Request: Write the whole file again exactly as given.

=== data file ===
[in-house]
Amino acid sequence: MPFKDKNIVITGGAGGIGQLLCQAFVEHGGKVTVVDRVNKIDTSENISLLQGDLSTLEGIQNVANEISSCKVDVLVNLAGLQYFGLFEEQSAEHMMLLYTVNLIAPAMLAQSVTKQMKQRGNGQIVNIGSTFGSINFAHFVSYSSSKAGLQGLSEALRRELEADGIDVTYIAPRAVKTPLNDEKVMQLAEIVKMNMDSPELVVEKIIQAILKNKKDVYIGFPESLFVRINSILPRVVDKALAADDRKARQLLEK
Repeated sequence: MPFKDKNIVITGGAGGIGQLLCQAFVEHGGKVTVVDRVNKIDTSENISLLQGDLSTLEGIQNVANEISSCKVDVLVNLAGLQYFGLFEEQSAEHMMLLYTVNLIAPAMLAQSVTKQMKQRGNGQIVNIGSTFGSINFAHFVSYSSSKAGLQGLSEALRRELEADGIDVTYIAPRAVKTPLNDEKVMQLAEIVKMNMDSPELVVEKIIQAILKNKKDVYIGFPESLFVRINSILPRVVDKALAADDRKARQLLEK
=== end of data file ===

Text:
[in-house]
Amino acid sequence: MPFKDKNIVITGGAGGIGQLLCQAFVEHGGKVTVVDRVNKIDTSENISLLQGDLSTLEGIQNVANEISSCKVDVLVNLAGLQYFGLFEEQSAEHMMLLYTVNLIAPAMLAQSVTKQMKQRGNGQIVNIGSTFGSINFAHFVSYSSSKAGLQGLSEALRRELEADGIDVTYIAPRAVKTPLNDEKVMQLAEIVKMNMDSPELVVEKIIQAILKNKKDVYIGFPESLFVRINSILPRVVDKALAADDRKARQLLEK
Repeated sequence: MPFKDKNIVITGGAGGIGQLLCQAFVEHGGKVTVVDRVNKIDTSENISLLQGDLSTLEGIQNVANEISSCKVDVLVNLAGLQYFGLFEEQSAEHMMLLYTVNLIAPAMLAQSVTKQMKQRGNGQIVNIGSTFGSINFAHFVSYSSSKAGLQGLSEALRRELEADGIDVTYIAPRAVKTPLNDEKVMQLAEIVKMNMDSPELVVEKIIQAILKNKKDVYIGFPESLFVRINSILPRVVDKALAADDRKARQLLEK